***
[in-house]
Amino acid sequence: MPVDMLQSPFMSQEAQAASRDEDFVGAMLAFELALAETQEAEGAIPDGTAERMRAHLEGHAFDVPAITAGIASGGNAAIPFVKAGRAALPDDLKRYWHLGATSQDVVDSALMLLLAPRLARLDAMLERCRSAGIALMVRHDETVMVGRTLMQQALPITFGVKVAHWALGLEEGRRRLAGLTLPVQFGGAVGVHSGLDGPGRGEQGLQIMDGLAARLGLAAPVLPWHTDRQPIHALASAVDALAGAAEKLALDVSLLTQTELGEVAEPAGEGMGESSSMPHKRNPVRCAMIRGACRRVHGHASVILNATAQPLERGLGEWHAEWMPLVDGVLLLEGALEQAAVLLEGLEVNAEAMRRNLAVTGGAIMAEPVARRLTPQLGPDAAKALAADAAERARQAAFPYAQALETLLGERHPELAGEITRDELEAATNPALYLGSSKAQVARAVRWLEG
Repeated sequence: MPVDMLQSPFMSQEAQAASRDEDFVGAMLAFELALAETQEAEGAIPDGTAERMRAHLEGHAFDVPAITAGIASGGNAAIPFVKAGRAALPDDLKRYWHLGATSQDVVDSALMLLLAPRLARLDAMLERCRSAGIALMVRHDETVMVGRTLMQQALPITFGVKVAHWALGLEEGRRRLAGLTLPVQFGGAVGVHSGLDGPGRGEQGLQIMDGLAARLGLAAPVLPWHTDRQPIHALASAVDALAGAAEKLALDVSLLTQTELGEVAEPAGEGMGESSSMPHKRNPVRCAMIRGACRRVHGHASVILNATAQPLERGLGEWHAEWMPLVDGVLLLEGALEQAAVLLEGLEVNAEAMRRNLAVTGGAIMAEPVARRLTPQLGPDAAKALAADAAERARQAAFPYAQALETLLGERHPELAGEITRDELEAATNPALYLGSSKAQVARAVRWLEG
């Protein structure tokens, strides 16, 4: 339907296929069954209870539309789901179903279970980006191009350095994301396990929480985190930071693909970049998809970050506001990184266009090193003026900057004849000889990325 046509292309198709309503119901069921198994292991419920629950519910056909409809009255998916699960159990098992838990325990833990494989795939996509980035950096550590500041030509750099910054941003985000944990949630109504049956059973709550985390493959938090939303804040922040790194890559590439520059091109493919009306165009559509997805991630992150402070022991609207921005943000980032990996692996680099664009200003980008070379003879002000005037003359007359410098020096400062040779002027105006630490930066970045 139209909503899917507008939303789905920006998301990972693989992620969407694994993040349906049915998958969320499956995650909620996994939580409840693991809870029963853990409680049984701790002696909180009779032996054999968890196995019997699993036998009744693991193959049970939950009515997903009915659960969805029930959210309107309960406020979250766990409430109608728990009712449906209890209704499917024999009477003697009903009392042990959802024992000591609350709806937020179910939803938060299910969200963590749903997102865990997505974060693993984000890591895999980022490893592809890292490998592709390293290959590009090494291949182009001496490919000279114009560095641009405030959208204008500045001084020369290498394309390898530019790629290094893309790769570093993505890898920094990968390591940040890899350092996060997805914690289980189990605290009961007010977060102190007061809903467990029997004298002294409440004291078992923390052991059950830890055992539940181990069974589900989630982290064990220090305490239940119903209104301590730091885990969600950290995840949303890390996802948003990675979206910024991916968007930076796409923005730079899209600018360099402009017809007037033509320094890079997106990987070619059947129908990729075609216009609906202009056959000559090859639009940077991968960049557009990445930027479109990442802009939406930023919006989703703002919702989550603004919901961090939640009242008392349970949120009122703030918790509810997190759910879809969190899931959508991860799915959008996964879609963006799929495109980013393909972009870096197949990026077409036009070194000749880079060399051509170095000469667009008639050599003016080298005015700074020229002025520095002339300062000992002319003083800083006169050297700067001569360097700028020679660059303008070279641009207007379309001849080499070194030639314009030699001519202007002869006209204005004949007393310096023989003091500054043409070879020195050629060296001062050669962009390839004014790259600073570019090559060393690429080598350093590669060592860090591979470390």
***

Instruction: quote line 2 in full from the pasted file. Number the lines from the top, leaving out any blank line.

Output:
Amino acid sequence: MPVDMLQSPFMSQEAQAASRDEDFVGAMLAFELALAETQEAEGAIPDGTAERMRAHLEGHAFDVPAITAGIASGGNAAIPFVKAGRAALPDDLKRYWHLGATSQDVVDSALMLLLAPRLARLDAMLERCRSAGIALMVRHDETVMVGRTLMQQALPITFGVKVAHWALGLEEGRRRLAGLTLPVQFGGAVGVHSGLDGPGRGEQGLQIMDGLAARLGLAAPVLPWHTDRQPIHALASAVDALAGAAEKLALDVSLLTQTELGEVAEPAGEGMGESSSMPHKRNPVRCAMIRGACRRVHGHASVILNATAQPLERGLGEWHAEWMPLVDGVLLLEGALEQAAVLLEGLEVNAEAMRRNLAVTGGAIMAEPVARRLTPQLGPDAAKALAADAAERARQAAFPYAQALETLLGERHPELAGEITRDELEAATNPALYLGSSKAQVARAVRWLEG